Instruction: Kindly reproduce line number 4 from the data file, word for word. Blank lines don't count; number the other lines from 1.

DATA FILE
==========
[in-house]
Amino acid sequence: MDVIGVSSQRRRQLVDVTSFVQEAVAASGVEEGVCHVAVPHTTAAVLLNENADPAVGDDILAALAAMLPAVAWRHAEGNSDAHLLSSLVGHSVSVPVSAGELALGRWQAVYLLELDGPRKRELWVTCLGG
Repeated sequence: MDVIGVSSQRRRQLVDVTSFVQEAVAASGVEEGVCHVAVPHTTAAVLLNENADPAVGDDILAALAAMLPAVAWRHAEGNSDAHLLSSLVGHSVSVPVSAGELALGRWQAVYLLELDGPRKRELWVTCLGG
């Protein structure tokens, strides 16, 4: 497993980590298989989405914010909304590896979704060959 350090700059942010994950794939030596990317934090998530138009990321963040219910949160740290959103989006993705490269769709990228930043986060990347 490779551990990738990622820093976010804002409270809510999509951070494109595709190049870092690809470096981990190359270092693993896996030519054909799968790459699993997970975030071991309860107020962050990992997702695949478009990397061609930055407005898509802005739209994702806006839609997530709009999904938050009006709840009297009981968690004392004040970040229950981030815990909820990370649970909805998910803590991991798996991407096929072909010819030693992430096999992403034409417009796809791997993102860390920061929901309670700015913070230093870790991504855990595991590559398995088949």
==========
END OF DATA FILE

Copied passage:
């Protein structure tokens, strides 16, 4: 497993980590298989989405914010909304590896979704060959 350090700059942010994950794939030596990317934090998530138009990321963040219910949160740290959103989006993705490269769709990228930043986060990347 490779551990990738990622820093976010804002409270809510999509951070494109595709190049870092690809470096981990190359270092693993896996030519054909799968790459699993997970975030071991309860107020962050990992997702695949478009990397061609930055407005898509802005739209994702806006839609997530709009999904938050009006709840009297009981968690004392004040970040229950981030815990909820990370649970909805998910803590991991798996991407096929072909010819030693992430096999992403034409417009796809791997993102860390920061929901309670700015913070230093870790991504855990595991590559398995088949």